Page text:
CASA (Court Appointed Special Advocates) of the Eastern Panhandle staff and volunteers have taken their organizational efforts to a new level — both literally and philosophically.

A recent fundraising excursion to Ice Mountain was the premier event of what’s being called “Adventures Supporting CASA,” said executive director Michelle Sudduth.

The Ice Mountain Preserve, which is located in Hampshire County, W.Va., and owned by The Nature Conservancy, has been nicknamed nature’s icebox due to ice vents in boulders at its base that release cool air year-round.

Approximately 20 people made the trip to Hampshire County, and it was an “amazing off-the-beaten-path outing,” she said.

“This was the first outing in a series of planned special organized events to build community and support for CASA,” she said.

As envisioned, the new initiative will utilize “unique West Virginia experiences to build community and support the most vulnerable children in Berkeley, Morgan and Jefferson counties,” she said.

It will be both a “new friend- and funding-raising initiative,” she said.

Volunteers are increasingly important and needed because of the growing number of children who need this type of advocacy assistance, she said.

Youngster needs definitely outnumber available resources, she said.

“We are serving 196 children, but over 600 children are before the courts, through no fault of their own, and are part of a seriously overburdened child welfare system,” she said.

“CASA needs volunteers to ensure that our most vulnerable children who have experienced abuse or neglect have a highly trained and engaged advocate to speak up for their need for safety, permanency and the opportunity to thrive,” she said.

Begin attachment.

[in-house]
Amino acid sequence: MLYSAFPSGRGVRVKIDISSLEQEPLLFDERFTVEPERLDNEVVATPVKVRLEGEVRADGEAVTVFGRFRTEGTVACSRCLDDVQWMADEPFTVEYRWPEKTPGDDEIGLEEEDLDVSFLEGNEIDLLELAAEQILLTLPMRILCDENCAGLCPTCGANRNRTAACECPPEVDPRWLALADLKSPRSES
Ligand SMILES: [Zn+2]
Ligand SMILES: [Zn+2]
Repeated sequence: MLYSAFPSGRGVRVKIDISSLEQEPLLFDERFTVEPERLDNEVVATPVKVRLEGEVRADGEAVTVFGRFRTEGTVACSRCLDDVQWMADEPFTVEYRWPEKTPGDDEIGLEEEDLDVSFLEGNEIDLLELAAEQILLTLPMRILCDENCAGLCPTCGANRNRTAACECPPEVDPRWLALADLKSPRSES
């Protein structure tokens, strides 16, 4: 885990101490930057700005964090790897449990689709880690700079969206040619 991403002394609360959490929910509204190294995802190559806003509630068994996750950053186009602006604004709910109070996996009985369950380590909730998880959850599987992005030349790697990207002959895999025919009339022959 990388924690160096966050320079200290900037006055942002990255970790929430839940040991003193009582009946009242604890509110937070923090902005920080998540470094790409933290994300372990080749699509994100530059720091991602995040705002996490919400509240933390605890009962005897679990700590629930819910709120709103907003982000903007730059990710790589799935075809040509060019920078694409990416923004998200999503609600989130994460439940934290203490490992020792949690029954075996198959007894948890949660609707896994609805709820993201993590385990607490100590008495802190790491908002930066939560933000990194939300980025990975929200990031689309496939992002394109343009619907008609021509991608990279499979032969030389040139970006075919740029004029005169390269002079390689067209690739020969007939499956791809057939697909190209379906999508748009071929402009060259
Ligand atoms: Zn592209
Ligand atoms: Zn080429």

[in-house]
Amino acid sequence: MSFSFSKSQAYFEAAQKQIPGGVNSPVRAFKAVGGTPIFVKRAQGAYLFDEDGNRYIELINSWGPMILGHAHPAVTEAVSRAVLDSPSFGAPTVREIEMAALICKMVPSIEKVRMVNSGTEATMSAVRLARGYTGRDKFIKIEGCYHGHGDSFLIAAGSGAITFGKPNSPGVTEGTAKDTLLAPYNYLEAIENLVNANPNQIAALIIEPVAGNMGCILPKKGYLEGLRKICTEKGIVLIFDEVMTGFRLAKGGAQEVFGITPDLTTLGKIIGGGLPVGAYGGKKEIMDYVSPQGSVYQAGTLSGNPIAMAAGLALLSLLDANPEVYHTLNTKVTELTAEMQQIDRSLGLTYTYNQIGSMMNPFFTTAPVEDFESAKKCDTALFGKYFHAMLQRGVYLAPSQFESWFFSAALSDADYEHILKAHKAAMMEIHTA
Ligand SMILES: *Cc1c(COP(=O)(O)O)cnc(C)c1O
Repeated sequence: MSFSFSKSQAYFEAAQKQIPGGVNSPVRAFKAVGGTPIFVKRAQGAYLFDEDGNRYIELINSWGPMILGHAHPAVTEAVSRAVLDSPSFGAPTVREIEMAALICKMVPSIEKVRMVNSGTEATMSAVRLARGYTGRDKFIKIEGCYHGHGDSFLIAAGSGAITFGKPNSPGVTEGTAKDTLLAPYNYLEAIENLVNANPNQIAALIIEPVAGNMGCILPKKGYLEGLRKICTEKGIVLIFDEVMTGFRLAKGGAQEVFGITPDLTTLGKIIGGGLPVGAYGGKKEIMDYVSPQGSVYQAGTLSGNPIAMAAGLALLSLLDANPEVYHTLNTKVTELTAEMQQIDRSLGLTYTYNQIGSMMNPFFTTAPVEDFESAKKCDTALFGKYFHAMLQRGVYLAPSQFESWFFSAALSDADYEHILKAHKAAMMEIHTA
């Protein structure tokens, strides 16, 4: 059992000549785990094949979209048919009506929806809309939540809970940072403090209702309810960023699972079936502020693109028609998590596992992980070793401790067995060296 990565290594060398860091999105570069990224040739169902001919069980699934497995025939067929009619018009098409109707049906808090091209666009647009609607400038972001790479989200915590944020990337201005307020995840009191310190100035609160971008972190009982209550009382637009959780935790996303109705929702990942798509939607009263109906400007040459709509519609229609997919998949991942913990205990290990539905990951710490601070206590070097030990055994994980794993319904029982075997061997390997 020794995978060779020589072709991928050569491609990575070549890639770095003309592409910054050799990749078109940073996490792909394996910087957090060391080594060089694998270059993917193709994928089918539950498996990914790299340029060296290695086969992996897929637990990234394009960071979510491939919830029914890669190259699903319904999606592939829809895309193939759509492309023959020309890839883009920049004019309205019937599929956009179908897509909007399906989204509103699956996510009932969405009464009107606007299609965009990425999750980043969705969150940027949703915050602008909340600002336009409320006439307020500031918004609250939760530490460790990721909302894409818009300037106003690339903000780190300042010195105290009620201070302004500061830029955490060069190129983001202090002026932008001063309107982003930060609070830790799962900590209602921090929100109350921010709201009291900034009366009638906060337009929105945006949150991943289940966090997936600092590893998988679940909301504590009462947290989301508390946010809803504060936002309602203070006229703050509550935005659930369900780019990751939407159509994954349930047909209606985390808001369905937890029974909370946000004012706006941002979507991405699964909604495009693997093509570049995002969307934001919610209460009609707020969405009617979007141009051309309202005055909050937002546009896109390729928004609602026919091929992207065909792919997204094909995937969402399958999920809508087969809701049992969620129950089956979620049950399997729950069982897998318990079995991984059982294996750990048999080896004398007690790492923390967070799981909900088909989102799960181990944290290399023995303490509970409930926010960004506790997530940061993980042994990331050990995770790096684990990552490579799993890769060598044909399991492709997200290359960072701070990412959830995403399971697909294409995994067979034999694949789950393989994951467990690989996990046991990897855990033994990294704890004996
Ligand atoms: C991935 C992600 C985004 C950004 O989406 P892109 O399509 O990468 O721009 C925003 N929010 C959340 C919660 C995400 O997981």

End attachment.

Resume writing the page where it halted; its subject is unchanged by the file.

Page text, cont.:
Tim Hott, board vice president and event organizer, said the outing was successful in many ways.

“The idea came about as Nov. 17 was National Take A Hike Day, and we wanted to try to incorporate this as one of our fundraisers,” he said.

“It was a cooler morning but beautiful day for a hike, and to see nature at its best,” he said.

Most of the hikers continued the hike up to the Ravens Rock overlook, he said.

Vincent Lombardi, a Capon Bridge resident and part owner of the eco-friendly Buffalo Gap Retreat, has been trained as a docent to lead visitors to the environmentally sensitive site.

This trip was special because it was a pleasure to work with the child advocacy volunteers, he said.

“Tim (Hott) had told me a lot about CASA and I think it is just an awesome organization that I’d eventually like to see come to Hampshire County, so I was happy to lead the hike that day for the Nature Conservancy,” he said.

“Meeting these CASA volunteers was proof that they are wonderful people and doing amazing work. They are facing a mind-boggling problem with staggering numbers of children in need, but they don’t give up,” he said.